Husock Blames Poor People and Affordable Housing Goals for the Mortgage Crisis
WASHINGTON, DC—In a New York Times op-ed today, Howard Husock, vice president for policy research at the Manhattan Institute, is the latest in a string of conservatives to try pinning blame for the housing crisis on low-income borrowers and the Community Reinvestment Act. Husock claims that, “the American public will be ill served” if community-reinvestment rules and affordable housing goals are “allowed to continue unchanged“:
There’s little doubt that the rating agencies helped inflate the housing bubble. But when we round up all the culprits, we shouldn’t ignore the regulators and affordable-housing advocates who pushed lenders to make loans in low-income neighborhoods for reasons other than the only one that makes sense: likely repayment.
As Matt Taibbi put it responding to similar sentiments from Byron York, “Tell me you’re not ashamed to put this gigantic international financial Krakatoa at the feet of a bunch of poor black people who missed their mortgage payments.”
The notion that loans made to lower-income borrowers through the CRA somehow caused the housing crisis has been thoroughly debunked again and again. Only 6 percent of the subprime loans made by CRA-covered lenders went “to lower-income borrowers or neighborhoods in their CRA assessment areas,” while 60 percent went to middle- or high-income borrowers. It was non-bank mortgage companies—not covered by CRA—that originated 50 percent of subprime loans, while another 30 percent were made by non-bank subsidiaries of banks or thrifts.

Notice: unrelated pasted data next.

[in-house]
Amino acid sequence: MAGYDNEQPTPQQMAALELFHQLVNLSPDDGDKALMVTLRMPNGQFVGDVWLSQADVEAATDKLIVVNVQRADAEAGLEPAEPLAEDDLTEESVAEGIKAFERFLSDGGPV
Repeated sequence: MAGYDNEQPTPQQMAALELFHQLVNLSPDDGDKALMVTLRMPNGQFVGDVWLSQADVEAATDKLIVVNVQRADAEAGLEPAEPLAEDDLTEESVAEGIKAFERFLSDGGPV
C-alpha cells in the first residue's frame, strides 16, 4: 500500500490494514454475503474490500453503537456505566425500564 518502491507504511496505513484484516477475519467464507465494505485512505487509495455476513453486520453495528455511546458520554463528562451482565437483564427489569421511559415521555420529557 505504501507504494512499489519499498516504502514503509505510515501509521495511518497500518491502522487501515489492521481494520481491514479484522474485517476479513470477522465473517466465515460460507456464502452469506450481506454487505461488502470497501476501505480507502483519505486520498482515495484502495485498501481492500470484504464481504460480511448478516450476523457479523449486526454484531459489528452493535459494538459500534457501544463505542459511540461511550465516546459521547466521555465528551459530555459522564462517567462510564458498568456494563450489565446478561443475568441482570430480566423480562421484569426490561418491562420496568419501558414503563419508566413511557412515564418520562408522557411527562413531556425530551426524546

After promoting the idea that the CRA helped ignite the housing crisis, Husock goes on to claim that, “we no longer need blunt regulatory instruments to draw lenders into low-income neighborhoods.” This is also a misguided assessment, as lenders are still discriminating against aspiring minority homeowners.
Just this week, the National Commission on Fair Housing and Equal Opportunity released a report showing that “U.S. housing is still racially segregated 40 years after civil rights laws to end unfair practices”:
The report found that whites got better loans than blacks, Latinos and Asians, who make up roughly a third of the population and who were sometimes steered away from buying homes in predominately white communities.
As Federal Reserve Board Governor Randall S. Kroszner said last week, “CRA has, in fact, been helpful in alleviating the financial isolation of many areas of concentrated poverty.” This week, meanwhile, the Times’ editorial board advocated for “strengthening fair-lending laws, especially the Community Reinvestment Act.” Indeed, weakening these regulations in a misplaced attempt at assigning blame for the housing crisis is counterproductive and will further exacerbate existing housing divisions.